Monday, March 15, 2010

Buying paintings: Condition, condition, condition.

If there is one type of thing we buy at auction more often it's paintings. We have also bought at galleries, but we're convinced the value (price for quality) is much better at auction.

A challenge we face when buying is that we're not experts at determining condition. We buy what we like and we pay a price that we're comfortable with. We rely on the auction house to tell us about the condition and make our decision from there. I recently bought a painting featured in this blog with a number of condition issues noted by the auction house, so at least went in eyes wide open.

I found this brief description of what conditions issues to look for when buying a painting very helpful. It's in a blog by a gallery, Blue Heron Fine Art. Here is a link:

Condition, condition, condition.

One of our favorite paintings was given to us by my father. He bought it at a garage sale many years ago for about $50. When we got it we did some research, since it was signed Anton Mauve. Anton Mauve turned out to be the uncle of Vincent Van Gogh and taught him to paint! He is also in many museums. The subject is pretty typical of Mauve as well. We were pretty excited, needless to say. We thought we had one of those Antiques Roadshow sort of discoveries. Here it is:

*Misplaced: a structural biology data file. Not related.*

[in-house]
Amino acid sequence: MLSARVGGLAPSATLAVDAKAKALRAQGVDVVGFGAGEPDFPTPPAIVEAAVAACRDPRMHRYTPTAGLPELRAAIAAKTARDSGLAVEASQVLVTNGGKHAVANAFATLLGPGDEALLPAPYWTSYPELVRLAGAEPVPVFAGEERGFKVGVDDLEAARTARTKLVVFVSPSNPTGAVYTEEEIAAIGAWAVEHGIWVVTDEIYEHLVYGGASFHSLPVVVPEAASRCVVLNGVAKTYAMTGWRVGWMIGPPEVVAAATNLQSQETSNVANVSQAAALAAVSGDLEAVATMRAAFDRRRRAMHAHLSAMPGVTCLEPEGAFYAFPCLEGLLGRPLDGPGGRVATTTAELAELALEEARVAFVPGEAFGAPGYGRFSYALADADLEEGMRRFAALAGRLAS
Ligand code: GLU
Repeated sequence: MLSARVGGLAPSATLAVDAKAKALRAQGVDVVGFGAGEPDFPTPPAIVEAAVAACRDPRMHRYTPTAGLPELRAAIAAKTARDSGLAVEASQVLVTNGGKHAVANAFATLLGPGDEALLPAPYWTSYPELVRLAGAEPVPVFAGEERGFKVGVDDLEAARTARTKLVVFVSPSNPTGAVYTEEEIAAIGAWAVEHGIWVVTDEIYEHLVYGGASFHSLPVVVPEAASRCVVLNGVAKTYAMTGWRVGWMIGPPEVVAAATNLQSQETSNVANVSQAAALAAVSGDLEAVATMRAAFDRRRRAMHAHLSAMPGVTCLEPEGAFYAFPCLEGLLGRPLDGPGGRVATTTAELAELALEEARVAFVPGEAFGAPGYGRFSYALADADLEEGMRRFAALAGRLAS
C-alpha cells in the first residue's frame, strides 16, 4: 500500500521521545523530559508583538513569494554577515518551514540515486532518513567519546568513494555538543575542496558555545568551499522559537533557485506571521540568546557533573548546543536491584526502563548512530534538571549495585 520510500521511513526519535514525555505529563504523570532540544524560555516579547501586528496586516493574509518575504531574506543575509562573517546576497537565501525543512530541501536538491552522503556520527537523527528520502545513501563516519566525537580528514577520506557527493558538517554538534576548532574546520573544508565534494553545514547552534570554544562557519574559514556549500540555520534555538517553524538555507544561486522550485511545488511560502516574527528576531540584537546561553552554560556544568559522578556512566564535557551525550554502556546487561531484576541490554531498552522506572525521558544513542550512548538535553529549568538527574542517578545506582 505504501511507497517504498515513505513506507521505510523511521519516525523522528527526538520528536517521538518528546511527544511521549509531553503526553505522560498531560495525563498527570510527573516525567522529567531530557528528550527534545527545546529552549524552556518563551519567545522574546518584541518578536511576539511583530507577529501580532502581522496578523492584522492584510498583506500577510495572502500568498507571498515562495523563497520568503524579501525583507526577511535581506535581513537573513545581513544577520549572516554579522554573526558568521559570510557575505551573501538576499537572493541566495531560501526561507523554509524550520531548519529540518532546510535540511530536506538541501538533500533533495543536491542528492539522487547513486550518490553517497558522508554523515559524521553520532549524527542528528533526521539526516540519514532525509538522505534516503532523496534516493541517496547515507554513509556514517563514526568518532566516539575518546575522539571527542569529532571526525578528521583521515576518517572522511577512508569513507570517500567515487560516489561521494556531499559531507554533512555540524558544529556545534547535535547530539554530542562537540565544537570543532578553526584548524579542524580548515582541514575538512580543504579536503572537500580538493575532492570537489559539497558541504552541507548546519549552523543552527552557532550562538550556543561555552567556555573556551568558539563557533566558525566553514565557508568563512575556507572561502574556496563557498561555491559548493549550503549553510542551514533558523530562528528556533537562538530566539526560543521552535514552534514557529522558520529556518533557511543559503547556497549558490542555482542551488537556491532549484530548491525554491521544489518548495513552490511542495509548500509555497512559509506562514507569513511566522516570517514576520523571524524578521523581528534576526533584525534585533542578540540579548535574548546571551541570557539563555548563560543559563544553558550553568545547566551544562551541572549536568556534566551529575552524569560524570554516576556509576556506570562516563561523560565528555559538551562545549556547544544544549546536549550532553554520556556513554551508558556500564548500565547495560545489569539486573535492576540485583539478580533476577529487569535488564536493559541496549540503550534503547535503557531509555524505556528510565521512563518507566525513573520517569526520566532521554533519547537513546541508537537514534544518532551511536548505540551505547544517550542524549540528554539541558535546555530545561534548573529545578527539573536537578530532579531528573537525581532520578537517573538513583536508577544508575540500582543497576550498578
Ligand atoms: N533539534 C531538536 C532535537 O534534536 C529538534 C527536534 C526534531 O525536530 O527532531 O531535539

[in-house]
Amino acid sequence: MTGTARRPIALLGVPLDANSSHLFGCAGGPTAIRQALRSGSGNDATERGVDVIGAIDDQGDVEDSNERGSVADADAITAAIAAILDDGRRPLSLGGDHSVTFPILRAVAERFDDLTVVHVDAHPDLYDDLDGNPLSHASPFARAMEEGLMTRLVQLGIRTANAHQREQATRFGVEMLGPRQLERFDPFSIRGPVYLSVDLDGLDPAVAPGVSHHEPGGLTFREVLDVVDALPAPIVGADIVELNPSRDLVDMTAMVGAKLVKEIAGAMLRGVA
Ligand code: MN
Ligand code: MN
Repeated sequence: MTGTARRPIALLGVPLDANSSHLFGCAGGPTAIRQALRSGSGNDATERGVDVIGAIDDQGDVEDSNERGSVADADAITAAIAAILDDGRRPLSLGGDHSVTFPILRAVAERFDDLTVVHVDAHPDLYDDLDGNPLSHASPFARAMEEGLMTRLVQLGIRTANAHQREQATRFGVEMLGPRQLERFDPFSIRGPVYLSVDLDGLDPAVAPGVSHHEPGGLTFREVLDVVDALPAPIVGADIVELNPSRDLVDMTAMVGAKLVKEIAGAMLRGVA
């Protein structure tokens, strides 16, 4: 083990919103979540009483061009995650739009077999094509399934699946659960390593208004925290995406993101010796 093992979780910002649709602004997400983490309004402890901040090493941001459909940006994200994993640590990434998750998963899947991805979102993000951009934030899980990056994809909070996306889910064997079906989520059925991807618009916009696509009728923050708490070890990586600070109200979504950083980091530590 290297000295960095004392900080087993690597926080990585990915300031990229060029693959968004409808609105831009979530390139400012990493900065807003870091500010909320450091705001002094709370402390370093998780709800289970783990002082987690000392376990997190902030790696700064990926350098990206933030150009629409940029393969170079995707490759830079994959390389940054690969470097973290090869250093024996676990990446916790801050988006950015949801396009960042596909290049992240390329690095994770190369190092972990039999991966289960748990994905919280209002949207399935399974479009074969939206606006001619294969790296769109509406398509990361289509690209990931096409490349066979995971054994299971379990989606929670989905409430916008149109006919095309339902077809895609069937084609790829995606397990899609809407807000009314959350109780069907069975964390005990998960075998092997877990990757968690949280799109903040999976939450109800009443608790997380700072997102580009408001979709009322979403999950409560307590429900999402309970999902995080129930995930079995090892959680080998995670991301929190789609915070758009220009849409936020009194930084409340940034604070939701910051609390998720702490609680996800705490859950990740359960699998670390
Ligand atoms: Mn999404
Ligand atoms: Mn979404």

We happen to have a neighbor in our building who does appraisals for Christie's. We asked if she could give us an opinion.  She looked it over and even sent a photo to a colleague in Amsterdam who is an expert on Mauve. You probably know where this is going, but it is a 19th century fake! Who knew that Anton Mauve was worth faking. Anyway, it's still one of our favorite paintings and has pride of place in our living room.

Many expert guides on collecting will tell you that one of the first rules is not to buy as an investment, but buy what you like and pay what you feel is a fair price to get that enjoyment. For the $50 my father paid for our 'Anton Mauve', we get more than that 100 times over in enjoyment. 

Before you bid on something, don't be afraid to ask lots of questions and ask them to point out the condition issues. This will help you learn what to look for on your own. 

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